Information détaillée concernant le cours
Modality in Language
24-25 juin 2019
|Responsable de l'activité||
M. David Blunier, UNIGE
Mme Hasmik Jivanyan, UNIGE
Mme Anastasia Giannakidou, University of Chicago
M. Jason Merchant, University of Chicago
The aim of the workshop is to gather PhD students, post-docs and other interested scholars around the concept of modality in language. Modality is a pervasive category across human languages, allowing us to talk about possible, necessary, imaginary, desirable, and unrealized states or events: as such, it constitutes one of the most prominent topics in current linguistic theorizing. The analysis of modality has its roots in formal logic (Lewis & Langford 1932, Barcan Marcus 1993, Kripke 1959, 1963 i.a.), later adapted into a full semantic framework for natural languages by Kratzer (1977, 1978, 1981, 1986, 1989). This framework is now used by most linguists in order to handle the various (and sometimes, quirky) ways languages represent alethic, but also epistemic, deontic, and bouletic modality. Research questions emerging from this line of research are numerous, including how to model in an appropriate way the semantic value of modality and its pertaining categories, the mapping of these categories to different structural positions within the clause, but also concern the relations modality entertains with other categories such as tense, mood, and aspect, which are systemically correlated in natural languages. The purpose of this workshop is to catch a glimpse of this vast field of inquiry, by providing a dual set of lectures with different purposes: the first two talks shall consist in an introduction to the syntactic and semantic treatment of modality, while the remaining two will consist in more advanced treatments of topics in the syntax and semantics of modality.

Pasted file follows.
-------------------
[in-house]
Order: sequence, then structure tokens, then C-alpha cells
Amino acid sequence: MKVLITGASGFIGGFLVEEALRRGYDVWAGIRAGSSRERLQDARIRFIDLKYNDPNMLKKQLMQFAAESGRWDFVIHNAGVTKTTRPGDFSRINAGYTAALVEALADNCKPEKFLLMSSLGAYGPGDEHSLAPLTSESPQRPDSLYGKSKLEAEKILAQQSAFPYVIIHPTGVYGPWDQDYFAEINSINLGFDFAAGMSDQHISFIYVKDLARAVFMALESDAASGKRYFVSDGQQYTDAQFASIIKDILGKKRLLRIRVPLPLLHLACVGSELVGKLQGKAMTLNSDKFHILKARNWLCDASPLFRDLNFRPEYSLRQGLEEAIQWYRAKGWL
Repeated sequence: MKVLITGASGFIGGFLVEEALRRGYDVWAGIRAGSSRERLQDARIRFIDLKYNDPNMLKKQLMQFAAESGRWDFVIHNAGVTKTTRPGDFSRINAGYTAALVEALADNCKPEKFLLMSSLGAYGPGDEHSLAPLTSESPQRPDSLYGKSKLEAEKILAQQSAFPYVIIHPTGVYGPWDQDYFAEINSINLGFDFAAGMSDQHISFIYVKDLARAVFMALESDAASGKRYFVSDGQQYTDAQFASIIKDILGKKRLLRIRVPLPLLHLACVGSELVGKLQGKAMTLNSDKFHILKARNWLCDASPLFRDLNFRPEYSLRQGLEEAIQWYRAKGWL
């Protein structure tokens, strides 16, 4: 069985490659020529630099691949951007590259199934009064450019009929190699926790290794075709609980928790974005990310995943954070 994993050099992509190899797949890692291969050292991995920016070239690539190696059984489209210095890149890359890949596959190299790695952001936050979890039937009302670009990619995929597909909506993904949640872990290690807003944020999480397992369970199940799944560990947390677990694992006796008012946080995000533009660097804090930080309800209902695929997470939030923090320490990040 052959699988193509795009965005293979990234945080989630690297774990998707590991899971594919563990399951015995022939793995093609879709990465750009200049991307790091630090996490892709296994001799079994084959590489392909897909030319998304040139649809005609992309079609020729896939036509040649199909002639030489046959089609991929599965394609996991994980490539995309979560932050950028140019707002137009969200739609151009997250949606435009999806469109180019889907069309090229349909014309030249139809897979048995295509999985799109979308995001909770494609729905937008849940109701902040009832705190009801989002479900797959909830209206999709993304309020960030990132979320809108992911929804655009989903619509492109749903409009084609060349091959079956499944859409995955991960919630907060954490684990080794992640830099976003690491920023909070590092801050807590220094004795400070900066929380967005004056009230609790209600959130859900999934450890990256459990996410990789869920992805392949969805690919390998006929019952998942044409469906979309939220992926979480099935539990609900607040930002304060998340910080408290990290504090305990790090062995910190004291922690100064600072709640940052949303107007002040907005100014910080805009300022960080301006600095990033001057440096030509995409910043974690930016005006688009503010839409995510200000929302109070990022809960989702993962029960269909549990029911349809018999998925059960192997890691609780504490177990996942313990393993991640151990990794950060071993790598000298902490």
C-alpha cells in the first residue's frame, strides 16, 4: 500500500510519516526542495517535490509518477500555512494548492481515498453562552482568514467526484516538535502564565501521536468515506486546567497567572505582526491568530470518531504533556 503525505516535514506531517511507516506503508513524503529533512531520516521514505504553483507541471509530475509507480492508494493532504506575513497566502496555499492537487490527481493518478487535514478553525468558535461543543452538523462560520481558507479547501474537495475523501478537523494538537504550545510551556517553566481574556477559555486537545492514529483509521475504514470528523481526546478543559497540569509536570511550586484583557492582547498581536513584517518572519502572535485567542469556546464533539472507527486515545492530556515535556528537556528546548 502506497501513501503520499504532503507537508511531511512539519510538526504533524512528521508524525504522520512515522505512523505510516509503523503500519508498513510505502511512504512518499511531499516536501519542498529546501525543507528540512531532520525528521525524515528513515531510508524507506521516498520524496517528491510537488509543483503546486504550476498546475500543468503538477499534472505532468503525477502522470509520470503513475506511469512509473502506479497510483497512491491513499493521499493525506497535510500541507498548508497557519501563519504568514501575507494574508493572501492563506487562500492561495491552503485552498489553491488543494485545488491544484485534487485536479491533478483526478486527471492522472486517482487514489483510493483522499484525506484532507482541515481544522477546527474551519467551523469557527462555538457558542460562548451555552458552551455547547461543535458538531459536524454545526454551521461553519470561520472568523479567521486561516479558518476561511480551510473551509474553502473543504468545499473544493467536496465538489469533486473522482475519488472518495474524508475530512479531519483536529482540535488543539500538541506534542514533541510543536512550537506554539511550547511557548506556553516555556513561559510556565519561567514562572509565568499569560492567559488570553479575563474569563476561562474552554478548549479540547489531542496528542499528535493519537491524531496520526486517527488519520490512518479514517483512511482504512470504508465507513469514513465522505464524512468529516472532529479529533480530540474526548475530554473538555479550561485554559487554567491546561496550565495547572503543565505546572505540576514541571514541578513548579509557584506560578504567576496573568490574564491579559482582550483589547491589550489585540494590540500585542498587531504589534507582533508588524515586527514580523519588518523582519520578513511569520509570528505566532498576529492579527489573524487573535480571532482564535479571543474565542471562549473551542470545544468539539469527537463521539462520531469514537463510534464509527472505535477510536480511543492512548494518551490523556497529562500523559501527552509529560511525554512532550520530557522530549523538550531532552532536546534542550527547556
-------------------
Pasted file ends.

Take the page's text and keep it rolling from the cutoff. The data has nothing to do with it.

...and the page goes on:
Modality workshop, University of Geneva, 2019
Lecture 2: Doxastic and epistemic attitudesHere we build on the Hintikka semantics of belief and discuss the difference between belief and knowledge. We propose a new treatment of doxastic attitudes that relies on layers in the lexical entry of belief verbs, and distinguish between solipsistic belief which is subjectively veridical and selects the indicative, and conjectural belief which is nonveridical and selects the subjunctive.
Lecture 3: Volitional attitudes and complementizer (that/to) alternations. First we give a basic syntax and semantics for attitudes of volition which renders them nonveridical and correlates with future oriented tense. We offer an analysis of this tense NONPAST. We then discuss complementizer and mood shifts with verbs of promising and persuading, and distinguish the various syntactic realizations of to.
Lecture 4: The syntax of modals, modal complement ellipsis, and head movement
Programme détaillé CUSO Workshop: Modality in language
Geneva, June 24-25, 2019
University of Geneva, Bâtiment Candolle (2, Rue-de-Candolle), room L107 (first floor)
Monday, June 24
9h30-10h Coffee and Registration
10h-12h Lecture 1: Framework, types of modality, Nonveridicality Axiom
On possible worlds, assertion, and common ground: R. Stalnaker, "Assertion"
On veridicality and the non-veridicality axiom: A. Gianakidou, Polar sensitivity as (non-)veridical dependency
12h-14h Lunch at Emilios
14h-16h Lecture 2: Doxastic and epistemic attitudes
16h-16h30 Coffee break
16h30-18h Student session
Dinner at Pasta d'Oro
Tuesday, June 25
10h-12h Lecture 3: The syntax of modals, modal complement ellipsis, and head movement
12h-14h Lunch at Le Radar de pOche
14h-16h Lecture 4: Volitional attitudes and complementizer (that/to) alternations
16h-16h30 Concluding remarks